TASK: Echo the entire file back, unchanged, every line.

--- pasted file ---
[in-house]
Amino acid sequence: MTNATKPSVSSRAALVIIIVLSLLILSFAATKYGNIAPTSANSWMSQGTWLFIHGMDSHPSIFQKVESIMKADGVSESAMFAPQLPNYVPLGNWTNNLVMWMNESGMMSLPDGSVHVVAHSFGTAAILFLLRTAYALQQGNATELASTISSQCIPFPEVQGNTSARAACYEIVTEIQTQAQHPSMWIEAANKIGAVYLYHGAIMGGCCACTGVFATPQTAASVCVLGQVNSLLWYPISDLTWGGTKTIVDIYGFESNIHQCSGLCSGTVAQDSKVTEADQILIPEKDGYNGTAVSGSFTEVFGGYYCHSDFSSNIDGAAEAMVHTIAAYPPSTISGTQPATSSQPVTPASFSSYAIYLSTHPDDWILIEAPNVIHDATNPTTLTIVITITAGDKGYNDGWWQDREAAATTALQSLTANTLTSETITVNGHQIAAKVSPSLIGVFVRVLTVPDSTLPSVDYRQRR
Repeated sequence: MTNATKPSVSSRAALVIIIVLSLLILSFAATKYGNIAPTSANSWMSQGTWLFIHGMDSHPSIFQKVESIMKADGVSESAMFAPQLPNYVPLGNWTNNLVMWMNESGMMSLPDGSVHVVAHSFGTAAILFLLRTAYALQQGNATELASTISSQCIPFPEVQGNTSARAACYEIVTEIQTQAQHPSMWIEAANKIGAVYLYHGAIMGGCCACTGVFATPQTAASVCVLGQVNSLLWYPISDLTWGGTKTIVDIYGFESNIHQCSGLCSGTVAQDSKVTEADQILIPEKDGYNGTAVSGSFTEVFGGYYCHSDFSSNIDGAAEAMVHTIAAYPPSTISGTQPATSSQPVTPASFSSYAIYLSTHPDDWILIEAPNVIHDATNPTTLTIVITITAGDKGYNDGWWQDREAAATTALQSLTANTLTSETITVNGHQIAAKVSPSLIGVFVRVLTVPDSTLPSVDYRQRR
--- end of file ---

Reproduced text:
[in-house]
Amino acid sequence: MTNATKPSVSSRAALVIIIVLSLLILSFAATKYGNIAPTSANSWMSQGTWLFIHGMDSHPSIFQKVESIMKADGVSESAMFAPQLPNYVPLGNWTNNLVMWMNESGMMSLPDGSVHVVAHSFGTAAILFLLRTAYALQQGNATELASTISSQCIPFPEVQGNTSARAACYEIVTEIQTQAQHPSMWIEAANKIGAVYLYHGAIMGGCCACTGVFATPQTAASVCVLGQVNSLLWYPISDLTWGGTKTIVDIYGFESNIHQCSGLCSGTVAQDSKVTEADQILIPEKDGYNGTAVSGSFTEVFGGYYCHSDFSSNIDGAAEAMVHTIAAYPPSTISGTQPATSSQPVTPASFSSYAIYLSTHPDDWILIEAPNVIHDATNPTTLTIVITITAGDKGYNDGWWQDREAAATTALQSLTANTLTSETITVNGHQIAAKVSPSLIGVFVRVLTVPDSTLPSVDYRQRR
Repeated sequence: MTNATKPSVSSRAALVIIIVLSLLILSFAATKYGNIAPTSANSWMSQGTWLFIHGMDSHPSIFQKVESIMKADGVSESAMFAPQLPNYVPLGNWTNNLVMWMNESGMMSLPDGSVHVVAHSFGTAAILFLLRTAYALQQGNATELASTISSQCIPFPEVQGNTSARAACYEIVTEIQTQAQHPSMWIEAANKIGAVYLYHGAIMGGCCACTGVFATPQTAASVCVLGQVNSLLWYPISDLTWGGTKTIVDIYGFESNIHQCSGLCSGTVAQDSKVTEADQILIPEKDGYNGTAVSGSFTEVFGGYYCHSDFSSNIDGAAEAMVHTIAAYPPSTISGTQPATSSQPVTPASFSSYAIYLSTHPDDWILIEAPNVIHDATNPTTLTIVITITAGDKGYNDGWWQDREAAATTALQSLTANTLTSETITVNGHQIAAKVSPSLIGVFVRVLTVPDSTLPSVDYRQRR